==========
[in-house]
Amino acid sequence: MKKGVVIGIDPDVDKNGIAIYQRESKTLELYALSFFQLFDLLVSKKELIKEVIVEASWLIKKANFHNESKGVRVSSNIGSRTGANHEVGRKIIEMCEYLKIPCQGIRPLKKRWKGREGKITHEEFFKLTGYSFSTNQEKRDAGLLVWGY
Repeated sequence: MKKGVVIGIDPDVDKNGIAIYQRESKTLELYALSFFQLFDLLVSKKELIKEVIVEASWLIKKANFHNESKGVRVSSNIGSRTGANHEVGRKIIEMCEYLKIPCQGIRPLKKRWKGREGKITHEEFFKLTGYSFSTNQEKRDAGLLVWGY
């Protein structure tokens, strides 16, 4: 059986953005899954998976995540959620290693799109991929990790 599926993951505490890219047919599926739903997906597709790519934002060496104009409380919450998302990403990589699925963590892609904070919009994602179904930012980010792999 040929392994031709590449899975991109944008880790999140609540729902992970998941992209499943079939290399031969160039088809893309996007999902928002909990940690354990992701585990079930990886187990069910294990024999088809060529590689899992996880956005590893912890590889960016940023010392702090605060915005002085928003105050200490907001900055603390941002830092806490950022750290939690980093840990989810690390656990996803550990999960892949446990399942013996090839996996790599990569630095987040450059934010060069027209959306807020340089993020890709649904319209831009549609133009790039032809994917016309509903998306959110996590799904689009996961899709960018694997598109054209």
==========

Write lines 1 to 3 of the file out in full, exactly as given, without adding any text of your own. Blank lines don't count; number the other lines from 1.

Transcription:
[in-house]
Amino acid sequence: MKKGVVIGIDPDVDKNGIAIYQRESKTLELYALSFFQLFDLLVSKKELIKEVIVEASWLIKKANFHNESKGVRVSSNIGSRTGANHEVGRKIIEMCEYLKIPCQGIRPLKKRWKGREGKITHEEFFKLTGYSFSTNQEKRDAGLLVWGY
Repeated sequence: MKKGVVIGIDPDVDKNGIAIYQRESKTLELYALSFFQLFDLLVSKKELIKEVIVEASWLIKKANFHNESKGVRVSSNIGSRTGANHEVGRKIIEMCEYLKIPCQGIRPLKKRWKGREGKITHEEFFKLTGYSFSTNQEKRDAGLLVWGY